Over the years, Africa has been known to harbour not only emerging infectious diseases but also recurrent infectious diseases. Most fatal emerging infectious diseases in humans are thought to have originated in Africa. Some examples of emerging infectious diseases that have caused public health problems over the past decade in Africa include tuberculosis, ebola, malaria, measles, yellow fever, Rift Valley fever, Zika virus, Chikungunya virus, Lassa fever, and recently coronavirus which cause severe acute respiratory syndrome recently emerged in 2019. African countries have been disadvantaged compared to the rest of the world in terms of readiness to deal with emerging infectious diseases (EID).
Some of the factors contributing to these disadvantages include economic insecurity, political instability, and massive population displacement that have led to the collapse of many of the health systems responsible for administering emergency services. In time past, Africa also lacks adequate disease surveillance systems to help manage, predict and prevent future epidemics.
It is, therefore, important to evaluate Africa’s response to infectious diseases over the past decade, test the accuracy of these responses, and propose more effective responses with future outbreaks. Africa’s response to epidemics over the past decade has been fraught with serious deficiencies in surveillance, research and education programs, and the availability of trained infectious disease specialists, which leads to other serious problems.
Consequences of emerging diseases in Africa
Emerging diseases in Africa tend to disrupt trade and commerce and place the economies of these countries in untold hardship. Emerging and re-emerging disease outbreaks have the potential to cause economic hardship and stress for affected countries. Diseases such as cholera and Ebola had put a strain on the poor and underserved healthcare resources of most countries in sub-Saharan Africa and as epidemics pass 1,000 deaths, especially those in people in the productive years of their lives and the economy is in ruins. Furthermore, on the other hand, these illnesses are similarly devastating to personal and family lives, negatively affecting working hours.
Tuberculosis for instance has long been found to be transmitted by a droplet infection when people with an active infection sneeze and cough, releasing infectious mycobacterium bacteria into the air. Tuberculosis is basically a disease of poverty closely related to overcrowding and malnutrition. This results in a loss of 20%–30% of family income. Approximately 8.4 million people worldwide suffer from tuberculosis, resulting in an average loss of approximately 30% of work productivity, costing the global economy approximately $1 billion a year.
Poverty and dependence on other countries to fund EID-related research has slowed Africa’s progress in the fight against Emerging Infectious Diseases (EID). However curbing this menace, Regular updates on the state of the ED burden in Africa will help various public health officials and researchers better plan for current and future ED outbreaks.
Changing narratives on infectious and emerging diseases
Research has shown that vaccines are essential to reduce mortality, improving life expectancy, and promoting economic growth in Africa. The geopolitics surrounding access to vaccines during the current Covid pandemic underscores the need for Africa to engage in local vaccine production to avoid dependence on external factors because of health and safety. Though, recently there has been continuous local production of vaccines, medicines and diagnostics, which is essential to protect Africa’s health security.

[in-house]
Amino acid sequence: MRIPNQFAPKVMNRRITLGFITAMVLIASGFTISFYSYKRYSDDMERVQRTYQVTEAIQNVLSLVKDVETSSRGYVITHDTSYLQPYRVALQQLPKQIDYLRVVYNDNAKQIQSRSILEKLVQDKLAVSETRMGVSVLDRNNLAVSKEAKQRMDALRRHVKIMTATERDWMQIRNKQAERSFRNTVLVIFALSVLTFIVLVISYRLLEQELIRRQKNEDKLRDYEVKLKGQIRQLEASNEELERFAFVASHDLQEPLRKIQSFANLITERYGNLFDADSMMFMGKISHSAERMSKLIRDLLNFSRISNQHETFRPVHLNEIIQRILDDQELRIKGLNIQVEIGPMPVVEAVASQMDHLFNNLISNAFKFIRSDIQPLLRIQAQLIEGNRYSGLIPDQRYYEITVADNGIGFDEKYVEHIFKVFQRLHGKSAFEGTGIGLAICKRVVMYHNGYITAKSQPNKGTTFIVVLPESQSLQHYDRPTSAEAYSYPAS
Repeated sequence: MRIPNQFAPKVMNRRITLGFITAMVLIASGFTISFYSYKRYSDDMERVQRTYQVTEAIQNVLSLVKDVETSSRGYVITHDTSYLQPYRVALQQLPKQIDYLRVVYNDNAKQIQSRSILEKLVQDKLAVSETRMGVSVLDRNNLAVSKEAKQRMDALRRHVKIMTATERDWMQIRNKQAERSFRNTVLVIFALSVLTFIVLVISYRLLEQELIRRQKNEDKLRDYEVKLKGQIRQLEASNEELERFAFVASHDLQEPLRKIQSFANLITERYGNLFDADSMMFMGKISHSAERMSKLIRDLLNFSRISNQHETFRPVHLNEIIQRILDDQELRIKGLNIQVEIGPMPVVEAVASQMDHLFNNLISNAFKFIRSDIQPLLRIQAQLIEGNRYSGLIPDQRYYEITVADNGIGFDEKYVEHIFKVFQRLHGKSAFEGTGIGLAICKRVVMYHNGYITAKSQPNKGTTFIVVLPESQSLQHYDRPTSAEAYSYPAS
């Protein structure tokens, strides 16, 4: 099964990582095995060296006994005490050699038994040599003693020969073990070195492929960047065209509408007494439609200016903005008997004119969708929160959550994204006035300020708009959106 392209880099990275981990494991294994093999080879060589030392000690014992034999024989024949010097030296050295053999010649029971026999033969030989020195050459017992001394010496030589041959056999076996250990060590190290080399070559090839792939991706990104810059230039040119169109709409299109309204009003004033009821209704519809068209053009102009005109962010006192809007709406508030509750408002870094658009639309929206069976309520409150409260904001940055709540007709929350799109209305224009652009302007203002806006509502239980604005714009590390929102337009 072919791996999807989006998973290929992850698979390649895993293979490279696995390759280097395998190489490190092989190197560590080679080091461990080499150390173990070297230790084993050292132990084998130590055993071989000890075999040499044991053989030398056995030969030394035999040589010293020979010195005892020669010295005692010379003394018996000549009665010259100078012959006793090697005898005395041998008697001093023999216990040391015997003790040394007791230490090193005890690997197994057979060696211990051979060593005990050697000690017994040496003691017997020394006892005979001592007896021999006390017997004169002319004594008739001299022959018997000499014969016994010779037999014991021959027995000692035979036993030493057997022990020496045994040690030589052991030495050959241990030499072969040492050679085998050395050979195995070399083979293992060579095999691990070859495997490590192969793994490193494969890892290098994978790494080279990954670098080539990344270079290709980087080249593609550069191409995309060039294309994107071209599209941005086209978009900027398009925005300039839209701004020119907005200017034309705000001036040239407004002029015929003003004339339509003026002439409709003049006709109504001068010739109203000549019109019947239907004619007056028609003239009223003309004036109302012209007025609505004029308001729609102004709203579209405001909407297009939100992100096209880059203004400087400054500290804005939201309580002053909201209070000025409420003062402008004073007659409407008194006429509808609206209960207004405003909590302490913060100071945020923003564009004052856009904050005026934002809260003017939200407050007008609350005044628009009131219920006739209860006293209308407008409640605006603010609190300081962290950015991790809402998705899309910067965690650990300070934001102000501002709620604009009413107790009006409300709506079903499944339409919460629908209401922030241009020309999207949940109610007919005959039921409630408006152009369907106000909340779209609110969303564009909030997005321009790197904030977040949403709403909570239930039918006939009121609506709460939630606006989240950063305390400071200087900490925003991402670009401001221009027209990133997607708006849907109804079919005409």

Despite the adverse threats posed by infectious diseases in Africa, it is remarkable that various countries have found that Africa is capable of producing more than 30% of the vaccines in use which had come from countries like Egypt, Morocco, Senegal, South Africa and Tunisia. However, the Global Alliance for Vaccines for Immunization (GAVI) has played an important role in bringing new vaccines to Africa. It is therefore remarkable that African governments and institutions can now invest in removing barriers to local vaccine production, including process development and maintenance, production facilities, management product portfolio management and lifecycle management. In addition, efforts such as the Africa Vaccine Manufacturers Initiative are now being promoted and encouraged.
Furthermore, adequate investments in developing and maintaining a prepared pool of public health experts and leaders are now fundamental to the continent’s response to disease threats. Using the continent’s powerful public health organizations, Africa is now harmonising and coordinating public health responses across regions, sectors and borders. However, African political leaders are learning from experienced organizations and countries on how to support and provide resources to the Africa Centre for Disease Control so that the agency can further play a central role in the health order for public health, safeguarding health security and the economic development of the continent.
In addition, African countries are prioritising training health professionals for the next generation of global health leaders for a more multi-dimensional approach to addressing health and disease-related issues. This includes arming the next generation to understand that public health agendas need to be pushed politically and diplomatically. Political, religious and traditional leaders are now protecting Africa’s public health with evidence-based estimates that predict resource needs before the threat of an epidemic occurs in the future.